A group of farmers sit in a green field among signs.

Community-led solutions grow crop yield and capacity to mitigate risk for Indian smallholder farmers

October 09, 2020

The Krishi Jyoti project, now in its 12th year, has reached 85 Indian villages and sustainably increased crop yields for smallholder farmers, increasing their ability to weather future uncertainty.

With one-seventh of the world’s population, India’s economic stability is dependent on strong agricultural productivity. But smallholder farmers struggle to produce enough food on small parcels of land.

Of the 139 million total rural landholdings in India, 120 million are smallholder farmers with landholdings less than two hectares in size.1 Many of those in this large, critical group are food insecure, struggling to earn a living or feed their own families.

A man wearing a yellow turban stands in a field of mustard crop.
Farmer Mahendra Singh from village Sheikhpur, district Alwar, state Rajasthan, shows the impact of balanced fertiliser application on the yield of mustard crop.

During the COVID-19 pandemic, India’s lockdown and lack of public transportation led to a labor shortage for the winter crop harvest, generating waste and stress for smallholder operations.

In addition, this particularly vulnerable group is more likely to struggle with the impacts of climate change, such as hotter temperatures, increasing frequency of extreme rain events, and increasing frequency and length of droughts, all of which may lead to a decrease in yields for India’s major food crops by as much as 10 percent by 2035.2

Without intervention, these risks — food insecurity, viral outbreaks, climate change, and more — will only escalate for a country with a population of 1.3 billion. By 2027, India is projected to surpass China as the world’s most populated country.3

To sustainably stave off risk and feed India’s growing population, finding methods to increase the productivity of India’s smallholder farmers is imperative.

Mitigating risk and building a sustainable future

One way to mitigate risk is through improved agronomic expertise. India ranks second worldwide in farm output, but its average yields are 50 to 70 percent lower than yields of top global producers.

In the districts of Nuh and Alwar, two of India’s most resource-challenged and isolated areas, smallholder farmers face soil degradation and water scarcity challenges that result in below-average yields.

While rural villages may lack resources, they have strong communities and motivated leaders. In 2008, Mosaic, The Mosaic Company Foundation, and S M Sehgal Foundation teamed up to create the Krishi Jyoti project, which addresses agricultural productivity through community-led solutions.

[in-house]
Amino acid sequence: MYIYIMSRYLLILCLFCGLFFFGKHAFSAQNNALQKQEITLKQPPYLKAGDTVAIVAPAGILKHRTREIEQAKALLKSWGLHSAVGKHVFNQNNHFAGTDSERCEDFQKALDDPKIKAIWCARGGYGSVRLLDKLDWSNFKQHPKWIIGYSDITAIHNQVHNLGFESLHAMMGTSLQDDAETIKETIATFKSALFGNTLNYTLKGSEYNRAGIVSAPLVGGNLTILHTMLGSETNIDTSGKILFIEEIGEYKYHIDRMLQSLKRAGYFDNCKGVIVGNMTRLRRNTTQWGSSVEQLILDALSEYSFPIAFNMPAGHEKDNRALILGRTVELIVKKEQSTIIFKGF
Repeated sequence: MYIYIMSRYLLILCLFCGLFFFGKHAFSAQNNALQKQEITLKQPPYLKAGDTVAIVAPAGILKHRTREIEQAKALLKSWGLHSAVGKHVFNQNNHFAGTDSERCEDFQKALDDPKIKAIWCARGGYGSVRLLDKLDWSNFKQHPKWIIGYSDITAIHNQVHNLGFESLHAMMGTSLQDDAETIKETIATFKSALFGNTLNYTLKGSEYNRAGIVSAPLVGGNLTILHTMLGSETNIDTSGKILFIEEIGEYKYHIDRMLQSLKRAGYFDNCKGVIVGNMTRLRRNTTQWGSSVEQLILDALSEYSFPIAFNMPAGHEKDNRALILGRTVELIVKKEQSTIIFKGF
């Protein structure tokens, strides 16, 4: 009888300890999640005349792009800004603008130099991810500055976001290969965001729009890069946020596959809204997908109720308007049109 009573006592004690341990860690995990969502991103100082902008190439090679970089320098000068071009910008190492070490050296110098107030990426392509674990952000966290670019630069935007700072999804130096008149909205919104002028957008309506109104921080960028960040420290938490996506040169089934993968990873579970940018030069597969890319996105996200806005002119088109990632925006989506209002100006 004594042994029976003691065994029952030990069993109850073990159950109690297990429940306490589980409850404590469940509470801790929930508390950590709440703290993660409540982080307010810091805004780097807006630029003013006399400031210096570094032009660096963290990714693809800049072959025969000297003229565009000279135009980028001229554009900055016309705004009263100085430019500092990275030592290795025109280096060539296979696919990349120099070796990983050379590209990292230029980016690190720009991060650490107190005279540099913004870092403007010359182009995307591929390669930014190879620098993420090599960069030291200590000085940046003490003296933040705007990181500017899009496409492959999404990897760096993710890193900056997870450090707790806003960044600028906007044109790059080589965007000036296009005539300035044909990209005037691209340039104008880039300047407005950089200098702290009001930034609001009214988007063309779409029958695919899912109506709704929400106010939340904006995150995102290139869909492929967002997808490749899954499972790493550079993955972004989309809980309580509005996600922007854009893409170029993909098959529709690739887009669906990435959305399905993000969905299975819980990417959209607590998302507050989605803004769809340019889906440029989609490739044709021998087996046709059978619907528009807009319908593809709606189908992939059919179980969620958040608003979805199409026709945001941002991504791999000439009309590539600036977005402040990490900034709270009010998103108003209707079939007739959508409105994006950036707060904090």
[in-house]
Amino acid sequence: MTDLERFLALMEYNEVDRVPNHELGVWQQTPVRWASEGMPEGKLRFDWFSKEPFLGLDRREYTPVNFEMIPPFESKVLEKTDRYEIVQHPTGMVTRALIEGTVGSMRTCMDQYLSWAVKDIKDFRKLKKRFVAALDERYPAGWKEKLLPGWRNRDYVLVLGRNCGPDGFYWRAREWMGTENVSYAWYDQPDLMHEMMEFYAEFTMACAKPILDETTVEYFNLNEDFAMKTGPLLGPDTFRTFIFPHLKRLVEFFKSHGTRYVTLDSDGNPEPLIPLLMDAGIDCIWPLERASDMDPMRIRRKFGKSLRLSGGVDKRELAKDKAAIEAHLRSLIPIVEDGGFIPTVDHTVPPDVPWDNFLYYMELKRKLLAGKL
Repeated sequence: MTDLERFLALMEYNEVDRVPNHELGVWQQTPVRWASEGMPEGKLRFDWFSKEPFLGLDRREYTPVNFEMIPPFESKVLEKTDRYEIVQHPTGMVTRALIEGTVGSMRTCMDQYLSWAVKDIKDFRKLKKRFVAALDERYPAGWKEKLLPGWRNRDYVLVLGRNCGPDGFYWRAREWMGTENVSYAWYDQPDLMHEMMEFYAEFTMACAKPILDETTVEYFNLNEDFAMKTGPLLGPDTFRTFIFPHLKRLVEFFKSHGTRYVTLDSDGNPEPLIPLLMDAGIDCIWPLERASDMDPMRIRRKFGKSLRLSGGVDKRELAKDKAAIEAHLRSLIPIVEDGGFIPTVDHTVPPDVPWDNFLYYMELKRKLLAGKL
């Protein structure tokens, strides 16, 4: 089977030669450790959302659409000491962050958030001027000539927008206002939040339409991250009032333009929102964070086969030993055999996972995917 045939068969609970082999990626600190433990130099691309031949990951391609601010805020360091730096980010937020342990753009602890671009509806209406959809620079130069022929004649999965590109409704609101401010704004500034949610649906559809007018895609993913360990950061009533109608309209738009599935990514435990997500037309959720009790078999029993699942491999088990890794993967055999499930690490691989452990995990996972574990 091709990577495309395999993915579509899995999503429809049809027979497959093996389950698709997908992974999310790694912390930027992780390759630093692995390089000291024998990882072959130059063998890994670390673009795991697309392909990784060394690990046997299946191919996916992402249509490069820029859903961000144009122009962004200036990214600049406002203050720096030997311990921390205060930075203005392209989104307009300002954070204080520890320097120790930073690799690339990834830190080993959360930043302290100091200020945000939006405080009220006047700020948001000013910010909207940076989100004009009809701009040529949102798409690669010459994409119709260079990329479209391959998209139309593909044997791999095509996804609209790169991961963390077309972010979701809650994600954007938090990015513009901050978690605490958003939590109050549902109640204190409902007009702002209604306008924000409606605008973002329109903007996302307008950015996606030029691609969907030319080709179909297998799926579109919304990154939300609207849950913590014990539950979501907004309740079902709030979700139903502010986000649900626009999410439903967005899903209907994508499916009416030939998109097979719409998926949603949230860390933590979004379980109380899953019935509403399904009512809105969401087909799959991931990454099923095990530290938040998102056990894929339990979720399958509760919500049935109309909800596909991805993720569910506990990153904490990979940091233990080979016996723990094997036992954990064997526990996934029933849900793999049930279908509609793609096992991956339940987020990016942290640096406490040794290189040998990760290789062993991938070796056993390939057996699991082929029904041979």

Krishi Jyoti, or “enlightened agriculture,” equips smallholder farmers with improved agricultural inputs and practices. This initiative improves quality of life through its community-led transformation efforts focusing on three primary drivers: agriculture, water management, and education. These all-encompassing efforts hamper risks by contributing stability to the community and its farmers.

By the numbers, more than 60,000 villagers including 7,000 smallholder farmers in the last 12 years have benefited in 85 Indian villages covering over 20,000 acres, with an average crop yield increase of 18-35 percent in wheat, mustard, pearl millet and cotton. Some growers have even seen crop yields increase by 45 percent.

Imran Khan — farmer of village Kota Kalan, district Alwar, state Rajasthan — established a pomegranate orchard under crop diversification using a drip irrigation system.
A man rides a tractor in front of a large group of people.
Demonstration of Hydraulic Reversible Plough, during Kisan Mela (Farmers’ fair) in village Gadhi Ghaneta, Block Ramgarh, District Alwar, State Rajasthan.

Farmer income has increased, ranging $63 to $360 per hectare due to increased productivity. Over 50 percent of farmers continue to use the best practices and knowledge gained from the program.

Krishi Jyoti has also made possible the renovation of 28 schools. On the water management side, 12 check-dams have been constructed, with a total storage capacity of 47.67 million gallons, which support ground water recharge that communities use for irrigation. Irrigation techniques and equipment improvement has occurred on 350 acres

While Krishi Jyoti is reaching a relatively small group of farmers, compared to the total number of farmers in India, by investing deeply in a targeted group of communities, the Sehgal Foundation and Mosaic are investing in the sustainability and resilience of the villages for generations to come.

There’s more to come yet: In 2021, the Krishi Jyoti program will expand to reach more farmers and communities in India.

A check dam sits nestled in the hills.
A check dam is constructed to address the issue of depleting groundwater, which is the only source of water for agriculture for farmers in village Pathkhori, block Firozpur Jhirka, district, Nuh, State Haryana.
Students of Government Senior Secondary School, village Doli, District Alwar, state Rajasthan, are all excited and taking pride in their school after it got transformed into a beautiful, welcoming place to study.
Logo for Mosaic.

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